Sometimes the character doesn’t even know she’s burdened. She may be in bondage due to intense bitterness but not realize it. In this case, give the reader just enough information to understand more about the character than the character understands about herself. Just remember that you want the reader to like your character, not think she’s an idiot. Again, it helps to mix in other approaches.

Exercise

Read the opening scenes to at least five novels you’ve enjoyed. Which techniques were used, and how were they combined? Then read your novel’s first scene. Will readers empathize with your protagonist by the end of it? See how others—who’ll be honest with you—react.Desk2webcrop

Brandilyn Collins (www.brandilyncollins.com) is a best-selling author of 30 books. She is known for her Seatbelt Suspense®—fast-paced, character-driven novels with myriad twists and a thread of faith. Brandilyn teaches fiction-writing techniques in her book Getting Into Character. She has won numerous writing awards and is a frequent speaker at writers conferences. Brandilyn and her husband have three grown children and live in the Pacific Northwest.

Which of her techniques above will help your work-in-progress? Tell me in the Comments below.

Related Posts:

How to Write a Short Story That Captivates Your Reader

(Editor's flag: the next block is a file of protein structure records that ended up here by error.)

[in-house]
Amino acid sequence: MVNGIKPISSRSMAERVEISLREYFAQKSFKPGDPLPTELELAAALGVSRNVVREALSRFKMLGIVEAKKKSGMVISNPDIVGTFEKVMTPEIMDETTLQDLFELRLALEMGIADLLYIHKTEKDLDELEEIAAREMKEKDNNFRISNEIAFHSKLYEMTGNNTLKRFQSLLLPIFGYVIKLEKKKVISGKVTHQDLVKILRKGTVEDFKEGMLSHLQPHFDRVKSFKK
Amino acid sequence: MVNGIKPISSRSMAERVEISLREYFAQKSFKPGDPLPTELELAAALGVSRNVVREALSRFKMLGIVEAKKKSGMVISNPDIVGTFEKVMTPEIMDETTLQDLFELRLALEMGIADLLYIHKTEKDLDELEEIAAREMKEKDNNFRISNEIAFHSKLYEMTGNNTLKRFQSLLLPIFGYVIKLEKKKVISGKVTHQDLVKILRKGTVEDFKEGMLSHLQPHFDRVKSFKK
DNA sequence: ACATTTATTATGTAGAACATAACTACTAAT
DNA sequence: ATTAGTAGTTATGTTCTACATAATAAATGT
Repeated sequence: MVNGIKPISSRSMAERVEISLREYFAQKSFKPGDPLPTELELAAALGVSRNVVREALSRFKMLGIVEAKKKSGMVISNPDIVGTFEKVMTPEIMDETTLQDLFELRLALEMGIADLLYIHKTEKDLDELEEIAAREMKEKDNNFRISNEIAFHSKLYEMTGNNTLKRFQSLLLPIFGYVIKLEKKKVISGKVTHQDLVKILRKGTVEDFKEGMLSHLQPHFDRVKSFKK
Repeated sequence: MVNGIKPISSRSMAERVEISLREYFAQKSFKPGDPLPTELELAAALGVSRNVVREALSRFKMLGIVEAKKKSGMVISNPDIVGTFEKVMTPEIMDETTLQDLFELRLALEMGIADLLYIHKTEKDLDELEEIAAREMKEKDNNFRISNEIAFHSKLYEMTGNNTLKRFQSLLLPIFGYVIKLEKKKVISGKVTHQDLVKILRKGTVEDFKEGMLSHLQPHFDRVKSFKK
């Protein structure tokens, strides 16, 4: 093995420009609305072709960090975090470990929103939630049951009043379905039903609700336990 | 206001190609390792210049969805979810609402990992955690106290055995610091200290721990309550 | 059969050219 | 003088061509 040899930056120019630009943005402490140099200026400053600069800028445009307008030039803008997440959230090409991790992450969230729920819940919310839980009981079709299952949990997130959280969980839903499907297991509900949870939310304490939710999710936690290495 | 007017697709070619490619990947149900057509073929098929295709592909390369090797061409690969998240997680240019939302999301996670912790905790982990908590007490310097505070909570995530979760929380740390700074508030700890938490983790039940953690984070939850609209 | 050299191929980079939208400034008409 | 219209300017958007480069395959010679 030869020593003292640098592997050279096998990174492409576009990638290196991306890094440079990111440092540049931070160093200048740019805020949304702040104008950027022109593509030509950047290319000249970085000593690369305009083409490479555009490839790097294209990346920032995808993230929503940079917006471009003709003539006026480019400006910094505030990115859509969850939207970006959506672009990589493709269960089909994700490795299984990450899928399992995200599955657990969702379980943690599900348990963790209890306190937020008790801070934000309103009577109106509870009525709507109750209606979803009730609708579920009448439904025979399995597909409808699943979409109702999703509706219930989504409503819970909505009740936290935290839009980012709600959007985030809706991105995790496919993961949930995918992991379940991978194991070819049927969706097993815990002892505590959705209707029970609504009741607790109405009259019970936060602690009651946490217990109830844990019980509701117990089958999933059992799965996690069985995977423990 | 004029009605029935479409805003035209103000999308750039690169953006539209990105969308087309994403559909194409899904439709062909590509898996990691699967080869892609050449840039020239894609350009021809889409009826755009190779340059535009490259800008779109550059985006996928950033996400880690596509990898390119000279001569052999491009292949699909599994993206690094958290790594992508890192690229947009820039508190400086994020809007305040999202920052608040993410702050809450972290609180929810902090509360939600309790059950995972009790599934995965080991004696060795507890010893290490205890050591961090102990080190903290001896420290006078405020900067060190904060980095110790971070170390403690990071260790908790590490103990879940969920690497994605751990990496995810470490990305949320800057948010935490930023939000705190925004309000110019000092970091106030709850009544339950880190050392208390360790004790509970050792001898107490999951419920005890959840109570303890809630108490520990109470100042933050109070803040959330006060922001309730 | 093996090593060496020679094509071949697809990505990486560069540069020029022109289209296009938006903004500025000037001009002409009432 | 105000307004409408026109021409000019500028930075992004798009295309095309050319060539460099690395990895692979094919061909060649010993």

How to Write Dialogue That Works

The Ultimate Guide to Character Development: 10 Steps to Creating Memorable Heroes

  • Dwight Clough

    Great thoughts … perfect timing for me … I was just pondering this the last couple days … many thanks!

  • Karen Crider

    I like the altruistic one– caring for others at a cost to oneself. This one is rare. You see it in our servicemen, and especially grandparents who raise their grandchildren totally unappreciated, no matter the reason. It gives a perspective, an inner window, that makes me curious. I am always interested in motivation. Why does a character do something? Without motivation, a story has a vacuum in it, and I don’t mean the one you use to clean the floor with.

    • Jerry B Jenkins

      Especially if it’s used for a villain. Eerie, eh?

      • Yes! because the “caring” type is usually the great person with NOTHING else wrong with them!

  • This list got my creative juices flowing. Thank you! :)

    • Jerry B Jenkins

      Great, Columba!

  • Jim

    Great idea. I think they will really work as I struggle with my first novel. Thanks.

    • Jerry B Jenkins

      Hope they do, Jim. :)

  • BK Jackson

    This post is timed perfectly as I am revising a novel that I’ve had sitting in the cyber-drawer for some time. One of my tasks is to more clearly define some of my characters in terms of GMC and likeability. The thing I found most interesting is your item #1 displaying a valued trait, ESPECIALLY if they are about to make a bad choice. I have a protag who is about to make a few big missteps (lovingly motivated, but not necessarily the best choices) so making sure I build his character in other ways is a great help.

    • Jerry B Jenkins

      Good, BK. What’s GMC?

  • This post is a big help to me as I am attempting to characterize and plot my first novel. It did help to solidify a scene that I’ve been pondering. Thank you.

    • Jerry B Jenkins

      Thanks for sharing, Rebecca.

  • Adrian

    I love it! This is excellent advice that immediately inspired me and gave me ideas. It feels like I knew the steps the whole time, but just had the concepts explained. Fantastic.

    • Jerry B Jenkins

      Thanks!

  • Sarah Rexford